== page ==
2. You look at who actually send the email. It could be just an IP address. So copy that into your browser and see what the name of the site it came from.

 

3. Go to www.whois.com and look up the site and see if there is an contact email for the domain. If not just use "abuse@ thedomainname.com"

 

4. See what the product it. Who are they an affiliate for. Find a contact email or a way to report spam (don't hold your breath though most are non-existent) or again use the "abuse@productdomain.com"

 

5. Finally, see who there payment processor is. This is as easy as clicking the "buy" button and seeing who is processing the payment. If it is PayPal (which is was has been in my case) copy the name of the seller.

 

6. Take the spam email and click the "forward" and then go to the tab with the original and click "copy to clipboard" and paste it into the forward email above the email. Write something above this like the following (but make it a bit different each time):

 

To whom it may concern:

 

I have been receiving spam emails from this party and they are using your equipment and services in their criminal activities. Please take whatever actions are needed to prevent them from sending me any more spam before I take legal action. The spammer is using PayPal as their money laundering service for their criminal activities and their account is Joe Blow LLC.

 

Thank you,

 

your name

 

Finally, address emails to "abuse@" and all the domains involved. Like abuse@paypal.com, abuse@gmail.com, etc.

 

You need to be creative, but not threatening. If you want to go the whole way, you can add "abuse@ftc.gov", "abuse@sec.gov", and "abuse@fbi.gov". I have had to go this route with a few stubborn ones that I didn't get anything from the hosting, product, or payment processor.

 

Now you may get some replies with, "Oh, but we have no control over what our customers do blah, blah, blah." and most likely will get absolutely no response at all from any of them. You may also get bounced emails that are undeliverable. Though you do this for about a week and you will start to see your spam dwindling little by little.

 

If their is a "spammer blacklist" I am getting on it!

 

If you notice, 'wordology" (maybe not a real term) of the email -  I don't think PayPal will appreciate them being associated with a money laundering service and criminal activity do you? The mention of "criminal activity" and "legal action" though completely vague does have good effect. You also notice it is not specific or threatening. Giving the PayPal account will stop any delays of them trying to look it up themselves and since it is sent to others too, puts the name of the spammer out there too.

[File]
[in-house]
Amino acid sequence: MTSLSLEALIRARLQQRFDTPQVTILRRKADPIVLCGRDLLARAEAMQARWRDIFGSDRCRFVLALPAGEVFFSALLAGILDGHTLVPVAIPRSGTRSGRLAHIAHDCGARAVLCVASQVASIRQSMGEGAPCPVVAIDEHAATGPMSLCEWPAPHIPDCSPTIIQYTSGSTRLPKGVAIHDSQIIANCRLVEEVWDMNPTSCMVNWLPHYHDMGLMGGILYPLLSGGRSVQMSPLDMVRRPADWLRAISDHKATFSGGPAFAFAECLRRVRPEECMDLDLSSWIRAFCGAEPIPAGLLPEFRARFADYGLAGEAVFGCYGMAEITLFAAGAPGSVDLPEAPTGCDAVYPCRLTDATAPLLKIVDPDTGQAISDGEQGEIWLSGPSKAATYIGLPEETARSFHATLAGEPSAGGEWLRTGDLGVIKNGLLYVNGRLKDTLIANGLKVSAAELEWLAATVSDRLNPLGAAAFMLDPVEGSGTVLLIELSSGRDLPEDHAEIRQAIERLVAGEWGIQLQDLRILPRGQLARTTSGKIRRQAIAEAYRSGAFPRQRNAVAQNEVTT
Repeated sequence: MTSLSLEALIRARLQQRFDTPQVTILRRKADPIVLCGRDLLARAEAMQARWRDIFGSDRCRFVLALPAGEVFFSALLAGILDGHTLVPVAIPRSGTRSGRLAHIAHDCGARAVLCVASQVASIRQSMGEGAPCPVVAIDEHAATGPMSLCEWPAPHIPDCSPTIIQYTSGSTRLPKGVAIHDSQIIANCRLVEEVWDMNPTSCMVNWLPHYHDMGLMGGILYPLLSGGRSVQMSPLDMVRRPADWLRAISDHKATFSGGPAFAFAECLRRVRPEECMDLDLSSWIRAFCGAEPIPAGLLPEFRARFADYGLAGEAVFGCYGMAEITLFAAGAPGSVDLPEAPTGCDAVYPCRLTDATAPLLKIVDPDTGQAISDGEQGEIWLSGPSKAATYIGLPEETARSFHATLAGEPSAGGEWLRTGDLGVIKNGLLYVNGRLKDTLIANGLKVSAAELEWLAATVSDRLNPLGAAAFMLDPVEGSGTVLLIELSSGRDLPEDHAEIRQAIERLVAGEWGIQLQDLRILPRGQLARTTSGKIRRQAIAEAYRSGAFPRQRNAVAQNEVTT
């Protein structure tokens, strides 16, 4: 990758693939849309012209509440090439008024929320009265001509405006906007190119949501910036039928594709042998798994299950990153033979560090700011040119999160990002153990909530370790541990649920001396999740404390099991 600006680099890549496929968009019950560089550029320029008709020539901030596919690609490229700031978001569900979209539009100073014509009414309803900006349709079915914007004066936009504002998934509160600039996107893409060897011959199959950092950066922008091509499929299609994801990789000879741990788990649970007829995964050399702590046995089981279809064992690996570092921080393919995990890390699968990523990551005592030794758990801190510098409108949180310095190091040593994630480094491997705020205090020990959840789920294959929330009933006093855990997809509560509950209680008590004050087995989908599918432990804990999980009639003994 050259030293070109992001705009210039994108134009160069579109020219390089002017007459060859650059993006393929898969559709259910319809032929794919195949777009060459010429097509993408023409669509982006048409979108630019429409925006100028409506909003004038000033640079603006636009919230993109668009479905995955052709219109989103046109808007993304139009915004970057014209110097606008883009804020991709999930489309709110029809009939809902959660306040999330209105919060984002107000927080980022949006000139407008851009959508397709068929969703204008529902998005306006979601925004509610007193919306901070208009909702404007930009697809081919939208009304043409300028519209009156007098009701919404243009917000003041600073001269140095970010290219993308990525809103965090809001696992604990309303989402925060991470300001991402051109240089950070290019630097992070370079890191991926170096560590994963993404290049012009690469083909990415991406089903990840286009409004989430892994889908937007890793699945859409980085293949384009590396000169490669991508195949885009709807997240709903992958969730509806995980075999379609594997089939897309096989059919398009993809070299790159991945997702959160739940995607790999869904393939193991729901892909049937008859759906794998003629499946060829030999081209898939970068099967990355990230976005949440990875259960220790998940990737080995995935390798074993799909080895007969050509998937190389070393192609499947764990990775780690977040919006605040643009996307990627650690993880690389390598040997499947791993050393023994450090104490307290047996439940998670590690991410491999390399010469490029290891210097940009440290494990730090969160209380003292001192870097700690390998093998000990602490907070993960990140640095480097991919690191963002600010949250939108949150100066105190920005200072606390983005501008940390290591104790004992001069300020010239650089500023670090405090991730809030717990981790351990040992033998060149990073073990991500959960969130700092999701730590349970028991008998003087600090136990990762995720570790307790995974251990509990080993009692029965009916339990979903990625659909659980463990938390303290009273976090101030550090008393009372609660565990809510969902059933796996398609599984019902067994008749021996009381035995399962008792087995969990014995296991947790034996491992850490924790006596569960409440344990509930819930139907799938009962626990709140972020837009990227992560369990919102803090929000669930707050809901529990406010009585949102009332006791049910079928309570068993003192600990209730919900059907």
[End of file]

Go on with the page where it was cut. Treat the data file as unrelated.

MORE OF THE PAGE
If they lose their product and payment processor, the rest falls like dominoes.

 

It seems that after sending out a few of these, they drop off like flies. You will find most come from the same domains with different names and email showing in the email. So sending a single email like the one above will get rid of a few in one email.

 

I am taking back my email inbox and you can too!

 

I been having the exact same problem with this type of spamming in the last couple months. Very annoying.


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#9 captkirk

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Posted 02 December 2016 - 03:18 PM

My first advertising forum was created by a forum member that was called a spammer.

 

Now, he didn't consider that we was spamming the forum. I explained to him what they consider spamming.

 

A long story short, we became good friend. He created a forum for me, if it wasn't for him (the spammer), I wouldn't have started a forum :)

 

Now, those the kind of spammers that I like! :)


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#10 mrclean0325

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Posted 02 December 2016 - 10:53 PM

Both of us could be considered "forum spammers" since we post a lot and have our ads in our signatures. To some, this is forum spamming. To me forum spammers are pretty obvious as they provide nothing to the conversation, give no good advice, or just post to have their links show as much as possible. They usually have very short posts like "yeah", "you are right", "I like that", or similar nothing posts.

 

I think "forum spammers" are a totally different class than email spammers since if the forum mods are doing their jobs, they don't last too long in any forum.